2016, Archives, August 2016, The MFA Years

Gionni Ponce Introduction (Indiana University ‘19)

Image: Joey Lax-Salinas

More aptly titled: How I Failed My Way into MFA Candidacy.

This fall, I’ll begin Indiana University’s creative writing MFA program in fiction. It’s a fully funded program that will cover the cost of my tuition, insurance, and provide me with a teaching stipend to pay my rent and buy food. IU’s program has consistently been ranked the Top 15 in the nation and is known for supporting a diverse student body. In short, this is a HUGE blessing that is allowing me to work towards a lifestyle I’ve wanted since I was 13.

Summed up like that, as any social media post might be, it really sounds like I have my shit together, right? Whatta joke. Even as I sit on my new bed in southern Indiana, writing this post and putting off prepping for my first day of class tomorrow, I feel a sense of disconnect. How can someone who made so many mistakes still end up in such a good place?

I don’t want to add to the toxicity that comes with just learning about people’s accomplishments. So I’m going to take it back to my three-year long series of FAILS that brought me here.

At the University of Pennsylvania, there is an incredible creative writing program. You can find the community, funding, and physical space (a whole house) to create a young writer’s dream. Did I take full advantage of these resources? Nope. There are a few complicated reasons why, but suffice to say I didn’t go to as many events as I could have; I didn’t get involved in any of the extra-curricular groups; I didn’t plan well enough to even APPLY to the creative writing honors program. Initially, I had wanted to go to grad school immediately after college, but in truth, I didn’t have a tight enough portfolio to apply. The honors program would have helped with that. It was a huge blow when I figured that one out.

Still, I majored in English with an emphasis in creative writing, took some really helpful workshops, and made my first writing friends.

After college, I, like generations of English majors before me, didn’t have a job lined up. My plan went as far as moving to Los Angeles and figuring out how to pay rent. To be fair, that’s time consuming but I also allowed myself to procrastinate on my MFA applications so long that I severely limited my options. I started applying, I kid you not, in November for that year’s cycle.

Of the three under-researched schools I applied to, I was miraculously accepted at the California Institute of the Arts. It’s a small liberal arts school with a penchant for encouraging cross-genre and cross-artform work that was close to my home in Los Angeles. As an amateur visual artist, nothing could have been more exciting… until I realized I couldn’t afford it. That moment came when the admissions counselor I was working with told me that with the partial funding I received, I would still have to take out private loans AND pay the university about $800 a month (which was the cost of my rent at the time). I told him I’d need more money. He offered an extra $2,000. I told him I’d need an extra $10,000. He kindly said good-bye.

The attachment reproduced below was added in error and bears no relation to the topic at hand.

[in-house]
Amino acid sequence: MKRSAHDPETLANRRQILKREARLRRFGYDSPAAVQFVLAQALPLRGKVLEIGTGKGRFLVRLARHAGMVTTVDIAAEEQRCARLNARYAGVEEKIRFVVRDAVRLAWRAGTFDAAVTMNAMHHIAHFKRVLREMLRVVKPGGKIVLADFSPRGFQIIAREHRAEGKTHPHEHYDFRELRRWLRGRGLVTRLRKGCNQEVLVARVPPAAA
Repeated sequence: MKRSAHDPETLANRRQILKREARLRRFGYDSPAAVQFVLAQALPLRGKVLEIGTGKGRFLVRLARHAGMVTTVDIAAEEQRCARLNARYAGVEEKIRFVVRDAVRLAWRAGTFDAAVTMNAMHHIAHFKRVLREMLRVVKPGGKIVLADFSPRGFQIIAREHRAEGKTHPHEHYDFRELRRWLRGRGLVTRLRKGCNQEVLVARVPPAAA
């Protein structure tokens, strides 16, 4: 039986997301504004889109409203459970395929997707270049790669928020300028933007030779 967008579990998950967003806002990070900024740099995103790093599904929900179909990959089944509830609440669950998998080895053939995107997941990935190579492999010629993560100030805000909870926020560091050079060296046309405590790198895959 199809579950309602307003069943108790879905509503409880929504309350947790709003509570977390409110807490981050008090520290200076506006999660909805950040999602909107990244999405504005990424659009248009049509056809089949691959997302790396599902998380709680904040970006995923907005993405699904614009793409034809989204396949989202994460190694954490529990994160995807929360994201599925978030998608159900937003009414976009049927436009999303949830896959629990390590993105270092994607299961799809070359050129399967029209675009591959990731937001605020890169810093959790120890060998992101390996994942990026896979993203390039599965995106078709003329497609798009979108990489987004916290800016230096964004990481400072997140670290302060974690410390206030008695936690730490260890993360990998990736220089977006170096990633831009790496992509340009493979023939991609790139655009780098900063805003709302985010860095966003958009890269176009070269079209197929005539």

That was one of the hardest things I’ve done in my writing life. Admission rates are so low amongst MFA programs that I was absolutely terrified no one else would accept me. I even had a writing mentor who told me, after the fact, that they had never known anyone to turn down an offer when they didn’t have another option. That made me feel like I should have just accepted whatever was given to me. What if no one ever accepted me again? Wouldn’t that mean that I wasn’t meant to write? Rhetorical Question Answer: absolutely not.

With all that anxiety, I revved up for another year of application preparation. This time, I was smarter and I invested more: I found a writing course and friends who could offer me critical feedback on stories for my portfolio. I started researching schools widely and set an application timeline by late summer. I studied for the GRE so I wouldn’t be limited in my choices. In my second round of applications, I applied to 13 mostly to fully funded programs with racially diverse staff. I plan to explore that diversity process in another blog post. I ran into so many frustrating problems (some external, some self-created) along the way that I could easily complain for another 1,000 words but the details would probably bore you. Instead, I’ll skip to the juicy bits.

When my ninth rejection rolled in, my prospects were non-existent and my spirit crushed. I spent an evening bawling my eyes out on my couch while my boyfriend rubbed my back and reassured me my writing life wasn’t over, that there was still a glimmer of hope, and that I didn’t need a program. He was right about all of it.

Eventually, I found out I was waitlisted and subsequently accepted at both the University of Miami and Indiana University.

If you’re reading this and feeling down, just remember that you might be in the middle of your series of fails.

It gets better.

After all that, I didn’t even tell you much about me as a unique individual. I’m a young Chicana writer with dual hometown claims to Phoenix and Detroit. I like upcycling old junk into beautiful and useful art. Sometimes that manifests itself in tangible items. Other times, a story is born. To me, upcycling is what writers do with experiences and memories.

Over the next year, I plan to use this blog to process my thoughts, experiences, and mistakes. Surprise, surprise, I think best when I’m writing. I hope that my posts can help you as much as they’ll help me. I appreciate you as a reader because you’re my motivation to go on when I’m lying face down on the couch.

Please reach out to me.

With that, I have to be off—headed to a community poetry reading hosted in someone’s backyard. Cool, right? It almost sounds like I knew what I was doing all along…

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